Abiotic factors, such as, high temperature, drought and soil fertility are of upmost importance to plant development. Environmental stressors can lead to considerable cowpea yield losses in most SSA rain-fed agricultural systems. In the African dry savannas, characterized by hot days with high temperatures (above 35°C) spread across a short growing season, flower abortion and infertility due to poor pollen development is a common cause of yield reduction . Singh and collaborators , observed that cowpea plants exposed to temperatures of 30–38°C, from 8 days after emergency to maturity, had a limited vegetative growth and reproductive potential. However, heat tolerant genotypes were able to retain flower production with a greater pod set .
Cowpea is frequently considered as a drought tolerant crop, linked also to the nitrogen fixing capacity of symbiotic rhizobia bacteria. However, in SSA where most systems are rain-fed, drought caused mainly by deficit of rainfall for long time periods has been a major threat to cowpea production [67, 68]. Ibrahim and collaborators  reported significant decreases in biomass production and water use efficiency (WUE) in six Ghanaian varieties subjected to water stress. Additionally, Fatokun and collaborators  observed that drought delayed the flowering process in 12 days and consequently the grain yield in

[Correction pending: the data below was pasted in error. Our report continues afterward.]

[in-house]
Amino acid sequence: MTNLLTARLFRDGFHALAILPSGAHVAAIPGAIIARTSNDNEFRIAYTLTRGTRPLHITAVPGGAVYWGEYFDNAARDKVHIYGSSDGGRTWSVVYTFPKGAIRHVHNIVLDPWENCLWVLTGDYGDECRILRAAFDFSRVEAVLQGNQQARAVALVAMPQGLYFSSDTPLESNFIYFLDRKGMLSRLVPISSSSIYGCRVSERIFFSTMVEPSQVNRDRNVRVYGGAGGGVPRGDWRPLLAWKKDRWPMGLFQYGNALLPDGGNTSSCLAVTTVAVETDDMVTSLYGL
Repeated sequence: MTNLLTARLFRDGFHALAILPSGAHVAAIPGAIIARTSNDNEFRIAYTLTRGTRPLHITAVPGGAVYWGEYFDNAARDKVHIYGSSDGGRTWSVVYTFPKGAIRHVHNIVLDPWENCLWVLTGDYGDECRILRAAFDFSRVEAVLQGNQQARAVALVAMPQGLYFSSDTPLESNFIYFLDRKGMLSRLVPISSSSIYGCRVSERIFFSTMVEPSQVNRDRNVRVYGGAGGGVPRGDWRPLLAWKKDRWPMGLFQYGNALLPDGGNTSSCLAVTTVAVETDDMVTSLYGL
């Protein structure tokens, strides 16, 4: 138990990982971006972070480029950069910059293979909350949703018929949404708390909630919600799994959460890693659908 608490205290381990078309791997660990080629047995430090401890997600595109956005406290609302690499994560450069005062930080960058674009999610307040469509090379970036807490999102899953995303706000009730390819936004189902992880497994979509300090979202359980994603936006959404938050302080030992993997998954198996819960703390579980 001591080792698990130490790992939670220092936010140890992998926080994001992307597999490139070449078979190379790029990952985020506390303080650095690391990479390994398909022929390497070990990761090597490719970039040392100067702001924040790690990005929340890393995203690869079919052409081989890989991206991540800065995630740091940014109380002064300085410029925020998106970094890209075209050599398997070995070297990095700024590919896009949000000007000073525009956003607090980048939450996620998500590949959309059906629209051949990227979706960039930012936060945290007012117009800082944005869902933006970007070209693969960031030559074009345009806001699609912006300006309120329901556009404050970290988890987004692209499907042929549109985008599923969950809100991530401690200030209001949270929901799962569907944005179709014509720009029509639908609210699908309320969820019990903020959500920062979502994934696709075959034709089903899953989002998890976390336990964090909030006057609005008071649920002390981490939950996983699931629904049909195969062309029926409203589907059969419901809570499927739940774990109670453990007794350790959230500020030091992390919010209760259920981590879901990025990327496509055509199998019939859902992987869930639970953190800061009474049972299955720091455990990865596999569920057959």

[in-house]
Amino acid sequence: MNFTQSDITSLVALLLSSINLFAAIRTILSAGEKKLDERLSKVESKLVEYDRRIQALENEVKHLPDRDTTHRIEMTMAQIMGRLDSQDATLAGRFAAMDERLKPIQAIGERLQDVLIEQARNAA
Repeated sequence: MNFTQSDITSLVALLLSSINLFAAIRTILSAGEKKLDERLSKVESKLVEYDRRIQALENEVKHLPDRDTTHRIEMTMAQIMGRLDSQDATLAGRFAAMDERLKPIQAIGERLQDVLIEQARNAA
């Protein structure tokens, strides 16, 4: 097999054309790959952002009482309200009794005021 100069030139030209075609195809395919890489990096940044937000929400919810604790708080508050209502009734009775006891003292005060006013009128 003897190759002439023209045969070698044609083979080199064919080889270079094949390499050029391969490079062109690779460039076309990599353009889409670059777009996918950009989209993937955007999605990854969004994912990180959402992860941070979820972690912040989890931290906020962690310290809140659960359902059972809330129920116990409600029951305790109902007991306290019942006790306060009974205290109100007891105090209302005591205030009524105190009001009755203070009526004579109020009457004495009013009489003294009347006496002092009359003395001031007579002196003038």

One solution is the use of water efficient varieties coupled with better crop husbandry practices. The on-going efforts to screen and breed for drought tolerance and water efficient varieties, attaining more grain per drop, are essential in the African context where the crop is mostly cultivated under rainfed conditions and frequently exposed to intermittent droughts . Thus, the use of well adapted early maturity cultivars seems to be one of the best solutions for smallholder cowpea producers to escape the effects of late season droughts .
Soil nutrient imbalances, particularly phosphorous (P) and nitrogen (N) have deserved less attention in cowpea research, despite the BNF potential to improve nutrient cycling and yields in African low external input agricultural systems . According to Jemo and collaborators , BNF was significantly reduced in soils with low P levels and limited water supply. The same authors observed that as the level of P increased there was a significant reduction of water-deficit associated damages on BNF potential. Research has also demonstrated that supplying non-nodulated cowpea varieties with small nitrogen doses, promoted branching and increased crop yield .